Study of social sustainability and urban water supply systems in Shillong
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This study is concerned with social aspects of sustainable development. It attempts to understand social sustainability by examining the water supply systems in Shillong, the capital city of Meghalaya. The focus is on ‘water equity’ in terms of domestic water access and supply, and ‘water governance’ practiced by the traditional institutions. This study also explores the traditional institutions of the dorbar shnongs operating in the urban setting in the context of domestic water distribution. The nature of water governance carried out by these institutions is examined to understand their role and contribution to water governance in the city. Comparisons are drawn to highlight the practices that are directly and indirectly contributing to water supply and how as a part of the hydrosocial cycle, these institutions affect the outcome. The study closely examined three localities in the municipality area and four localities in the non-municipality area. Of the many significant findings, one shows that closely knit communities, through the traditional institutions, can successfully distribute water and look after and protect water sources. The dorbar shnongs play a vital role in the augmenting water supply in some localities in the city. Water creates interdependencies among the actors. But this is weakened by modern mechanisms of government and urbanization itself.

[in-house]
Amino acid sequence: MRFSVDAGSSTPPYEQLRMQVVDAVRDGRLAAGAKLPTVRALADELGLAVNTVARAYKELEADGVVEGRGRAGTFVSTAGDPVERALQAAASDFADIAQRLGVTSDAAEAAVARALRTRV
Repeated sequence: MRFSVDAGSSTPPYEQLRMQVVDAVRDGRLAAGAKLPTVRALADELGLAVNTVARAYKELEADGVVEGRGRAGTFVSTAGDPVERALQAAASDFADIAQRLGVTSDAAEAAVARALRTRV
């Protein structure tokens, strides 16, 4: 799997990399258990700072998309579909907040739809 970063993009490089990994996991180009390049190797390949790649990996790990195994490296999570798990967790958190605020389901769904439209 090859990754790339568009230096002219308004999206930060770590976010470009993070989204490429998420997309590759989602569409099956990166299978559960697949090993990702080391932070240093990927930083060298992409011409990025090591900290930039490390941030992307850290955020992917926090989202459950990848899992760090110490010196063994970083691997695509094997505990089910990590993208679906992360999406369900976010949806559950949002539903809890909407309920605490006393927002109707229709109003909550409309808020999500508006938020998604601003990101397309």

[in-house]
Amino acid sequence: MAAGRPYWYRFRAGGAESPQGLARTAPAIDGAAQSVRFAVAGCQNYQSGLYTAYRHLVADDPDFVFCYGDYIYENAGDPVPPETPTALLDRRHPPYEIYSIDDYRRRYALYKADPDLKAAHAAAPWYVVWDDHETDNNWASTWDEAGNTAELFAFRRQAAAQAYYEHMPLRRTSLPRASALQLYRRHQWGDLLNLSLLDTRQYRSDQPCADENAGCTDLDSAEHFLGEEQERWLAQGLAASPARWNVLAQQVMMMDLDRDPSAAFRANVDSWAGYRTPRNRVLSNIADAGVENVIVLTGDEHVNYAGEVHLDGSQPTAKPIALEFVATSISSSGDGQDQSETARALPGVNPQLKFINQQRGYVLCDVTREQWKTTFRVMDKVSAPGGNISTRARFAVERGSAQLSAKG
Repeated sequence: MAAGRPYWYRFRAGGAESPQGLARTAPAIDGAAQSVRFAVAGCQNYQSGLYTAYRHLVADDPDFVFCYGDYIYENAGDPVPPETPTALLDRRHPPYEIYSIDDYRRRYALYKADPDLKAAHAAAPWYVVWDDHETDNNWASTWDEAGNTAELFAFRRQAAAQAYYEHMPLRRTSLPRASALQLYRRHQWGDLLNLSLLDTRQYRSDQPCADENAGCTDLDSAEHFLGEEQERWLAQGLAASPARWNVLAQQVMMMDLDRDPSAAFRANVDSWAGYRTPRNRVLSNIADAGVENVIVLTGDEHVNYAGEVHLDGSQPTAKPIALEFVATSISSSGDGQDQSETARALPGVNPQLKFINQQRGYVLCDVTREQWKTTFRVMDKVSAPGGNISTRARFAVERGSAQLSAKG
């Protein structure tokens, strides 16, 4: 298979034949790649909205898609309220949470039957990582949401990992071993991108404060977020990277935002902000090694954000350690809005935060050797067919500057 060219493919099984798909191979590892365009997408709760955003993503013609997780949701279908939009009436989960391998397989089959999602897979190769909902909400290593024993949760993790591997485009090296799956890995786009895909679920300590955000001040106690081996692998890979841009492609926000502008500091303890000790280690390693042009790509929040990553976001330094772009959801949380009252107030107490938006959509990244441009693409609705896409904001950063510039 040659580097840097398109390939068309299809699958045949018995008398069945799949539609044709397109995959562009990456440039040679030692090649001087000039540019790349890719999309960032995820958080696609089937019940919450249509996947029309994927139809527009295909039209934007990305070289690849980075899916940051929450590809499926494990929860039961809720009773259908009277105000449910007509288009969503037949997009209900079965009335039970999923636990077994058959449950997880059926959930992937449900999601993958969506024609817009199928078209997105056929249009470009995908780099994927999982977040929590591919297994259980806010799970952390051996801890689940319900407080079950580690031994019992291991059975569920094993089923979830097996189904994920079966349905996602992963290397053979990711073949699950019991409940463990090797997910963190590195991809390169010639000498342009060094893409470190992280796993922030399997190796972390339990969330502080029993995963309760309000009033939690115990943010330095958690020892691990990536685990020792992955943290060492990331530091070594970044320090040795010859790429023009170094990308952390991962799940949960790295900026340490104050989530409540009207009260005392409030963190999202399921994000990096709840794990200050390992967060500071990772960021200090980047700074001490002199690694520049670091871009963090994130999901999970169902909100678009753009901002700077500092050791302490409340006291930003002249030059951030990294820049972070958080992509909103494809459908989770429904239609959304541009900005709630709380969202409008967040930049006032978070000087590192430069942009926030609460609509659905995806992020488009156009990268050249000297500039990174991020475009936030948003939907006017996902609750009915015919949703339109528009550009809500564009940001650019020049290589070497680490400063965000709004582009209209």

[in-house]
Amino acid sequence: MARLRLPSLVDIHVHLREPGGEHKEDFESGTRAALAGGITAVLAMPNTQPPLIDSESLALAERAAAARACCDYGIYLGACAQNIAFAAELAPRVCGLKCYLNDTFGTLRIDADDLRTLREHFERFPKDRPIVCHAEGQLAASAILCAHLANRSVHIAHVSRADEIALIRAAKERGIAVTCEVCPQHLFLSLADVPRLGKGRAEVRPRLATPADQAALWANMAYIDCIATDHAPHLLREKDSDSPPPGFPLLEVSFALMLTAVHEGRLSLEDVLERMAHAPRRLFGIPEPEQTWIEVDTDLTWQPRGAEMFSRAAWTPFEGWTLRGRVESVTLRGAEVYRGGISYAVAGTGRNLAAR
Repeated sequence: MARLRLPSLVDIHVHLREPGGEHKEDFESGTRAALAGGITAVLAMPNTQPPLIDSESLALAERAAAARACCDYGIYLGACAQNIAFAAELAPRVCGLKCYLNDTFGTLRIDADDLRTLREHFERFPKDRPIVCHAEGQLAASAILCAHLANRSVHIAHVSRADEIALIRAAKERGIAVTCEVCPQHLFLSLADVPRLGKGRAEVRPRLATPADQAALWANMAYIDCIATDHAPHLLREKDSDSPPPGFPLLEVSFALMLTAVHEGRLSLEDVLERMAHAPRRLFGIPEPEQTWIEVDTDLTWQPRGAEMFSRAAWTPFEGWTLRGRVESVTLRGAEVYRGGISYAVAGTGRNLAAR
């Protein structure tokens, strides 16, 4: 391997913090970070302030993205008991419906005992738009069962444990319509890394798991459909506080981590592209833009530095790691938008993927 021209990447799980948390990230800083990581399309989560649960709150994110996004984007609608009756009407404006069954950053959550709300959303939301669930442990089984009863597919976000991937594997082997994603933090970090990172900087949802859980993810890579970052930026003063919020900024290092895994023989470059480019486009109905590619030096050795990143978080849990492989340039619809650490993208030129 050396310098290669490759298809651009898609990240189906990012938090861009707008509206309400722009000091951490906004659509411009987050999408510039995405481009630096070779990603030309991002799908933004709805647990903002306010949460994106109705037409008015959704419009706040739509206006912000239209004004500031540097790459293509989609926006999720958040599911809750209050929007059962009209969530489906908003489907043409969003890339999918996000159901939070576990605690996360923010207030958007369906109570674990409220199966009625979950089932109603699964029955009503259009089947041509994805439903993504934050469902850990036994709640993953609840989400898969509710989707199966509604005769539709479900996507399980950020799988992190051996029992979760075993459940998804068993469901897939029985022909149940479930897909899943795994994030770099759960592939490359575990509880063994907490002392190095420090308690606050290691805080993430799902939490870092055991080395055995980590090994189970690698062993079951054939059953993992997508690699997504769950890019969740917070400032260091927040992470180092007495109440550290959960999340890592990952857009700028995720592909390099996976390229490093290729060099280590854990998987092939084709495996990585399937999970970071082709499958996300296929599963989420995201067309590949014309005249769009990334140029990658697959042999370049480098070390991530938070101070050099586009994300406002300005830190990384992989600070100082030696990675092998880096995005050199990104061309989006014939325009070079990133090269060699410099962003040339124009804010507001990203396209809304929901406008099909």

Supervisor: Ngamjahao Kipgen
HUMANITIES AND SOCIAL SCIENCES